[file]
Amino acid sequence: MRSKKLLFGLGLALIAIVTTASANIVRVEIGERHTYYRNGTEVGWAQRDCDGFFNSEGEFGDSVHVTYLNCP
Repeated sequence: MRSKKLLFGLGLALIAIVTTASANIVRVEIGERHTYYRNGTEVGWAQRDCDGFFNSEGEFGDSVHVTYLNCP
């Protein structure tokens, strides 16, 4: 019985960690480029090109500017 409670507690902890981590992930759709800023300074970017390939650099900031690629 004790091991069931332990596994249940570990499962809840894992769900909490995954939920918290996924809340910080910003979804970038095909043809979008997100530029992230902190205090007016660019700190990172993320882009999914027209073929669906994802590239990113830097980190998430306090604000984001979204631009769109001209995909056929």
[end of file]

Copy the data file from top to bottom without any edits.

Amino acid sequence: MRSKKLLFGLGLALIAIVTTASANIVRVEIGERHTYYRNGTEVGWAQRDCDGFFNSEGEFGDSVHVTYLNCP
Repeated sequence: MRSKKLLFGLGLALIAIVTTASANIVRVEIGERHTYYRNGTEVGWAQRDCDGFFNSEGEFGDSVHVTYLNCP
């Protein structure tokens, strides 16, 4: 019985960690480029090109500017 409670507690902890981590992930759709800023300074970017390939650099900031690629 004790091991069931332990596994249940570990499962809840894992769900909490995954939920918290996924809340910080910003979804970038095909043809979008997100530029992230902190205090007016660019700190990172993320882009999914027209073929669906994802590239990113830097980190998430306090604000984001979204631009769109001209995909056929």